The Health Care Rap

By NerdNerd August 16, 2009

[Editor's Note: PubliCola's D.C. correspondent is taking a break from the politics beat. He's spending the summer in America's real capital city, Brooklyn, NY.]
thurston41 I've been reading a lot of Soviet-era Russian literature lately, for school, and it's been giving me the weirdest dreams. I woke up on Monday morning phasing in and out of an especially vivid dream: I was in Stalin's office, which was filled with El Lissitzky monographs and sickle-and-hammers and short bookshelves, and Stalin was sitting behind his desk talking to no one about how he was the wisest man in the world. "The people will never be able to make these decisions for themselves," he was saying, maybe talking to me. "No one should stand in the way of the prosperity of his own countrymen!"

The Soviet Premier was interrupted by my cell phone, which was beeping frantically from under my bed, where I'd tossed it. This time I conceded to the alarm. I looked at the clock. 10:30. I had exactly 30 minutes to get ready for my first day of work, nine hours of door-to-door canvassing in Ridgewood, New Jersey.

I threw on my clothes, combed my hair to the side with my fingers, and ran out the door to catch the subway. I made it to Midtown somehow, and when I got to the NJPIRG office on the third floor I was covered in sweat. The canvassing coordinator was there waiting for me.

He told me his name was John. I thought that he had the perfect balance of a barely-suppressed chipperness and resolute belief in his cause. He looked at me seriously. "Can I hear your rap?"

I panicked. I had no idea what he was talking about. "Uh, what? My what?"

John looked concerned. "Your health care rap, what you're gonna say to people to convince them to donate to NJPIRG. That's alright, we'll work on it now. Here's a clipboard. Show me how you would talk to me if you came knocking on my door."

"Hi, I'm Chris, I'm with NJPIRG. Would you like to see our statement of support?"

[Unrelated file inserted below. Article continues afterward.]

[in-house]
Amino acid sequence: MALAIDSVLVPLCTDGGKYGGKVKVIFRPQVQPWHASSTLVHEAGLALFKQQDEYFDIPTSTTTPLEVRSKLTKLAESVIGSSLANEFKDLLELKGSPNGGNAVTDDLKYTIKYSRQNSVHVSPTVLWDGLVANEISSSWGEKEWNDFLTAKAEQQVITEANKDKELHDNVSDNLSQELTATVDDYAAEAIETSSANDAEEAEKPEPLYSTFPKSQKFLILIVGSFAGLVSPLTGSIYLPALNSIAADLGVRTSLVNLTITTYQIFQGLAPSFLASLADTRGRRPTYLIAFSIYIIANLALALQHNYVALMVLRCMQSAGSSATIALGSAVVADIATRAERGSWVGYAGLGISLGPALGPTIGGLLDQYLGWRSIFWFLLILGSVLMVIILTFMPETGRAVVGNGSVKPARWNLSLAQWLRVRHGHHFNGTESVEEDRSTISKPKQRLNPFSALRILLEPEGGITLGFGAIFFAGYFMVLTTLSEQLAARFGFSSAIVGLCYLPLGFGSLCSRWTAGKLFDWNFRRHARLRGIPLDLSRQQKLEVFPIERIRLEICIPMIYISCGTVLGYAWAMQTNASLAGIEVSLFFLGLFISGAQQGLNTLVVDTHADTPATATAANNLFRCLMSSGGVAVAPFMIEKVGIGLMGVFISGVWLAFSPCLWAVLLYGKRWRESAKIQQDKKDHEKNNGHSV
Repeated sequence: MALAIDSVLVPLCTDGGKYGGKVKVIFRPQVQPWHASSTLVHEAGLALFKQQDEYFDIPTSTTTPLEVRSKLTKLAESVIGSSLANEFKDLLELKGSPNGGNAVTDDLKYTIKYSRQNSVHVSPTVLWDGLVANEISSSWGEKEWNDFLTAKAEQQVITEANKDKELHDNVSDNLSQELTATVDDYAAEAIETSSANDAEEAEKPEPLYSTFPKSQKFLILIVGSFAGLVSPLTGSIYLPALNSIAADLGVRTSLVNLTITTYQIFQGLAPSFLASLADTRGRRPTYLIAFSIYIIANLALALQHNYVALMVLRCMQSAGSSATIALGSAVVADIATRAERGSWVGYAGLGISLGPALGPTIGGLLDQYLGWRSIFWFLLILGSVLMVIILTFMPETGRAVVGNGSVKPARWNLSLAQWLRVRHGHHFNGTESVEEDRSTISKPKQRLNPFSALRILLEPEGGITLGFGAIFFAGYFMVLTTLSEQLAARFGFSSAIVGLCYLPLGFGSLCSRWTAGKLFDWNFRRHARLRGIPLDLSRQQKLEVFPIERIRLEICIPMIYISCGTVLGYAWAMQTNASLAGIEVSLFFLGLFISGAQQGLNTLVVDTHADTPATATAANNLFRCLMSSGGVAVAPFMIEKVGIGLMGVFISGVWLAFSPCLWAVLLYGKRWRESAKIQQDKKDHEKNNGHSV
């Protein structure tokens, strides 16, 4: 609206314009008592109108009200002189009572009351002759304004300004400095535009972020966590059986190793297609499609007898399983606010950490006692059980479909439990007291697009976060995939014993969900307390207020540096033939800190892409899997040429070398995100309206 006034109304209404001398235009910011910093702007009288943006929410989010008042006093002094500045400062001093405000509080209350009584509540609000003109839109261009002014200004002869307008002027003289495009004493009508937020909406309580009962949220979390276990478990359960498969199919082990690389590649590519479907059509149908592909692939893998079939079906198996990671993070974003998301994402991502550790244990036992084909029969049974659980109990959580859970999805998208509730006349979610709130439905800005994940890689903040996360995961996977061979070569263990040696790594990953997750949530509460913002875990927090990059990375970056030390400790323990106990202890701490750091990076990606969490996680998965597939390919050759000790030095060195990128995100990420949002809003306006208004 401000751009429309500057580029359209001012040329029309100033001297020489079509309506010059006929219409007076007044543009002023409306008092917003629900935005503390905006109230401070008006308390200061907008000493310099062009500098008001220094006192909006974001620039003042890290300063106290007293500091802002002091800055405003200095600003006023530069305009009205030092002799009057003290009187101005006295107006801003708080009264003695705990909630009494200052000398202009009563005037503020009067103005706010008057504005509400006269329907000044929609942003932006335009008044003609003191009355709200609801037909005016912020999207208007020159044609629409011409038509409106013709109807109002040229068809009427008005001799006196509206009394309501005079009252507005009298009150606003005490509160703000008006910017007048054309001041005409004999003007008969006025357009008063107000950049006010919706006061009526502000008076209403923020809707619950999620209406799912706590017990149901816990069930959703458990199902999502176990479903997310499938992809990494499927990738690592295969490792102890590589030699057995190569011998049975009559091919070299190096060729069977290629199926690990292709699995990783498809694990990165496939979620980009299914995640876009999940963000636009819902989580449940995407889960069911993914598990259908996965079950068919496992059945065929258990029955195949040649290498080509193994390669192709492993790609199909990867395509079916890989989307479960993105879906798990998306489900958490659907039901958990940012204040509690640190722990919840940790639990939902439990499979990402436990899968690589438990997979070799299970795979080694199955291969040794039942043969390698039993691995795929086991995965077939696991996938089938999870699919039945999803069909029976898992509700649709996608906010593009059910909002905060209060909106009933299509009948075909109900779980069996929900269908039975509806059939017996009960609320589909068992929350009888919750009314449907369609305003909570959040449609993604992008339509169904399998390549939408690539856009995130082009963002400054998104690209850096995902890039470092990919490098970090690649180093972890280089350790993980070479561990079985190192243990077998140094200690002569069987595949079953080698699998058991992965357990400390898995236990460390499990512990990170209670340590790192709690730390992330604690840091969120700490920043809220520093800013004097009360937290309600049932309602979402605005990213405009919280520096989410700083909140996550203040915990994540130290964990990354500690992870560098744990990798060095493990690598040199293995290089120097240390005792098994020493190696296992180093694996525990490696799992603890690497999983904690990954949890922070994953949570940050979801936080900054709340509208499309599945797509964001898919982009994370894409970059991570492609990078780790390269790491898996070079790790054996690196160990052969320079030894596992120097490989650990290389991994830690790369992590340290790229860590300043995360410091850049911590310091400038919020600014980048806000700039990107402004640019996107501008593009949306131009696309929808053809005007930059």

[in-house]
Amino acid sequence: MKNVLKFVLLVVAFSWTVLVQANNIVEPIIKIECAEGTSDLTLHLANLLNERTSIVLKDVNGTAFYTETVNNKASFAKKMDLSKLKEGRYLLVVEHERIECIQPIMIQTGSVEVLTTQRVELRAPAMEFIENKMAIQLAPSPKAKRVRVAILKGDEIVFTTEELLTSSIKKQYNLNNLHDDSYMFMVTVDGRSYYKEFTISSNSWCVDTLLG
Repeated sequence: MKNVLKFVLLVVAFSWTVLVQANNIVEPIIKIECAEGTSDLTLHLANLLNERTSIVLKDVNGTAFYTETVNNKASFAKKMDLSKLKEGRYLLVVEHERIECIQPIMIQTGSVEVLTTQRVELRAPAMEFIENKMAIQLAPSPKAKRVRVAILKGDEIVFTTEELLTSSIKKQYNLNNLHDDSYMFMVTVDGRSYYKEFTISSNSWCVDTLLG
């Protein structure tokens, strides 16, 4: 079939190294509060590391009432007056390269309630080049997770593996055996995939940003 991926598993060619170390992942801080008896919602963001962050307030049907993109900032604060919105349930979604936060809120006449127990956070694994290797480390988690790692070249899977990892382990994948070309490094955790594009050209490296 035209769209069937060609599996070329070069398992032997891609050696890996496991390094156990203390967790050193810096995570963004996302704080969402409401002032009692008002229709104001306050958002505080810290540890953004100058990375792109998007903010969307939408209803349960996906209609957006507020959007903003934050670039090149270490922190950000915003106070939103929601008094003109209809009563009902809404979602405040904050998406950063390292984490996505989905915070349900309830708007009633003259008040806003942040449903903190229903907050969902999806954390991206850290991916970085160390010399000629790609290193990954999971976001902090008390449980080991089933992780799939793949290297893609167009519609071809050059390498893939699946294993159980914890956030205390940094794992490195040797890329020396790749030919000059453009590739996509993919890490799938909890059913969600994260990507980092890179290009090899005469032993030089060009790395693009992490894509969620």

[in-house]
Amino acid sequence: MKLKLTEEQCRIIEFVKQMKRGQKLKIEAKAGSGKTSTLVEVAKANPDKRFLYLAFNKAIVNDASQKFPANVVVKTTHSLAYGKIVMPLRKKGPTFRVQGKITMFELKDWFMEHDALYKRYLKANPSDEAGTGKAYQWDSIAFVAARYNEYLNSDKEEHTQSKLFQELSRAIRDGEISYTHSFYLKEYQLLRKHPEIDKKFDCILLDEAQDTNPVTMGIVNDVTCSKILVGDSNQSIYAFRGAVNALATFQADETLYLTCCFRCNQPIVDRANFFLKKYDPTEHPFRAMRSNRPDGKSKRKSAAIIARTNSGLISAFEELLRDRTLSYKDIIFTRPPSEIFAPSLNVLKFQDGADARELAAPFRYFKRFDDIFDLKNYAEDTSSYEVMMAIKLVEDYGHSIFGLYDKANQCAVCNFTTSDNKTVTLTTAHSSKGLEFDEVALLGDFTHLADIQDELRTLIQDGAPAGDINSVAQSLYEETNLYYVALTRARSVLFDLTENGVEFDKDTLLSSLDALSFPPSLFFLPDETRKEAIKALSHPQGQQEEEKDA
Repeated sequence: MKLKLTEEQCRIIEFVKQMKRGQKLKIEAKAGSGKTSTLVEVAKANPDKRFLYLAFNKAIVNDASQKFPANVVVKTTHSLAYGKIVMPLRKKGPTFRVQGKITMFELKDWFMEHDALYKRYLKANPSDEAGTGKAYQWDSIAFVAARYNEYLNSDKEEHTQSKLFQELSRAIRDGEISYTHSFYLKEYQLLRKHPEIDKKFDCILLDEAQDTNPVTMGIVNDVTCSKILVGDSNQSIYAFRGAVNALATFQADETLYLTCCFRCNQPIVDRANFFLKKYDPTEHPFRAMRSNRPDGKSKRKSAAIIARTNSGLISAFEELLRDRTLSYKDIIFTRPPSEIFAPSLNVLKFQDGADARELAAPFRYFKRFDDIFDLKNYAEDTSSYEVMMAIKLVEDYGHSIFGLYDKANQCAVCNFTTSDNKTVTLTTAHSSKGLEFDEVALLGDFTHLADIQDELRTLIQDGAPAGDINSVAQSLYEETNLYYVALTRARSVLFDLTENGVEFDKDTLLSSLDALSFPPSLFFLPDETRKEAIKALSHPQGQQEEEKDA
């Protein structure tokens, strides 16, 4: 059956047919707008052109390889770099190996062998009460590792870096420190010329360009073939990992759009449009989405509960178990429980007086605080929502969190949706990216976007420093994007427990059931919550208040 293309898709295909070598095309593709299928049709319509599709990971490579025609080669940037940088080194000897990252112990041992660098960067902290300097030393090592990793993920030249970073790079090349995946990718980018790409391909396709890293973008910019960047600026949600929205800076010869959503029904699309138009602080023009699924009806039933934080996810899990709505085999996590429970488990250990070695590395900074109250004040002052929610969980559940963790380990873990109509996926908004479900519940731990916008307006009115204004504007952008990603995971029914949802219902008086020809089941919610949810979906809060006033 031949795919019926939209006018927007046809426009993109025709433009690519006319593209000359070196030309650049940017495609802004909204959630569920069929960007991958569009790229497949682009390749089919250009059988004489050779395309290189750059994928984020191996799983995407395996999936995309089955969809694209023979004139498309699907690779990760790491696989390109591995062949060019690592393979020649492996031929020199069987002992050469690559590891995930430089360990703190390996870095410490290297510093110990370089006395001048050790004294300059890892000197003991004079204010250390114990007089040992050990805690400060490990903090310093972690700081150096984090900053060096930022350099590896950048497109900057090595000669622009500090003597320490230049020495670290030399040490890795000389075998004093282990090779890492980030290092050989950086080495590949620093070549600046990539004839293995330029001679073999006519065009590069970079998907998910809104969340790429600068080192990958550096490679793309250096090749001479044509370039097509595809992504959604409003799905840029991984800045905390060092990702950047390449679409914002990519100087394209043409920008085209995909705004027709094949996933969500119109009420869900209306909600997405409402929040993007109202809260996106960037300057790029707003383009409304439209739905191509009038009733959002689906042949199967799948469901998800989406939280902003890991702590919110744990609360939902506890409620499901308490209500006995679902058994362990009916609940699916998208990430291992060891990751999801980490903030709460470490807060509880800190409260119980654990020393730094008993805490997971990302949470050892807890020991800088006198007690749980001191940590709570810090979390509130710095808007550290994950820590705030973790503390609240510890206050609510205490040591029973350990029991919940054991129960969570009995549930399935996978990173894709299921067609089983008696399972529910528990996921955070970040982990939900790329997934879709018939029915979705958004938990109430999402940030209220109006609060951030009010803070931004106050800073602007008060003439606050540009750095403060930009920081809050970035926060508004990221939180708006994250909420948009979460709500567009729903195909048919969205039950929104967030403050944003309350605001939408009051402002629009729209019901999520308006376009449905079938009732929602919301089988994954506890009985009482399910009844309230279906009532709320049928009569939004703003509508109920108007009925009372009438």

I tried to hand the clipboard back to John. He practically slapped it out of my hand.

"No! That's not the way. You haven't even told me what you're here for yet," he said, exasperated.

I suddenly had no idea why I was there. I thought of the YouTube videos of health care town hall protesters screaming nonsense in the faces of their elected representatives. That look on Pennsylvania Senator Arlen Specter's face when the guy yelled that "someday God's gonna stand before you, and he's gonna judge you," the tragic, slow-blinking disbelief of the person standing in front of him.

I had already spent a few weeks this summer trying to get people to support a political cause. The petitioning I did for a Manhattan DA candidate was hard work, and people surprised me by telling me that they weren't voting for her because she's a woman, or they didn't like the way she looked. I didn't think I would be able to handle similar abuse, though, from a bunch of suburban New Jerseyans who think public health insurance is socialism and that I'm going to have to stand before God and explain myself if I don't try to stop it. Canvassing is certainly one of the most important parts of political organizing, and it's even more important that there are people like John to do the job. But I chickened out.

"Actually, John, I don't know. I feel bad about forgetting my rap. If it's alright, I don't think I'm going to be able to do this job?"

I'd rather live on Ramen and feel the pavement on my socks when I walk down the street than confront those people face to face. My Stalin dream seemed oddly pertinent. He said he understood and, although I felt guilty, I got out of that sweltering office as fast as I could. I took my Soviet book to a local joint and sat next to a white-haired man sketching in a notepad. We chatted and he kept drawing and I read my book. I was glad I didn't have to ask him what he thought about health care.
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